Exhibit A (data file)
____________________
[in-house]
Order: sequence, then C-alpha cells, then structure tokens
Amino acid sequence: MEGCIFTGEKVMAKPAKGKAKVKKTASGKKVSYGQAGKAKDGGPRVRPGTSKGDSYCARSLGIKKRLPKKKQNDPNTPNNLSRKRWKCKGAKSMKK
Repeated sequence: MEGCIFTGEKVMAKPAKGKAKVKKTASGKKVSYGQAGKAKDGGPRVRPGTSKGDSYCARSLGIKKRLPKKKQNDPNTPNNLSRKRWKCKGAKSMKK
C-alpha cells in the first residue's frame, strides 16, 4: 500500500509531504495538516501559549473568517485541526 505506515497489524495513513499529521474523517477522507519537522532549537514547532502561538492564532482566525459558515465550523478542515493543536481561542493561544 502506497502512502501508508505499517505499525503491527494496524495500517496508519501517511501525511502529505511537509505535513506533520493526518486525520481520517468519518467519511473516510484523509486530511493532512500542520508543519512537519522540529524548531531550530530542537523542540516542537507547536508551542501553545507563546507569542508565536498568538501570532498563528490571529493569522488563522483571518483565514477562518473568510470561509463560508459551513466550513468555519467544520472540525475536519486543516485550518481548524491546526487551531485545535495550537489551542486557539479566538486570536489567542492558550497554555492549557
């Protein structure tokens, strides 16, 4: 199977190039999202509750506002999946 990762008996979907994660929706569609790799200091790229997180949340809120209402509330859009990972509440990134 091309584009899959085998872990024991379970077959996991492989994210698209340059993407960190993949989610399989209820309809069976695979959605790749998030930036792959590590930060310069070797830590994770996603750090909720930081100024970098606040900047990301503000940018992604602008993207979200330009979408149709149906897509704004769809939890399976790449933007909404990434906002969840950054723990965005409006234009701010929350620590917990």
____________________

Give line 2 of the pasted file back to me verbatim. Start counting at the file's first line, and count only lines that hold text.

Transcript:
Order: sequence, then C-alpha cells, then structure tokens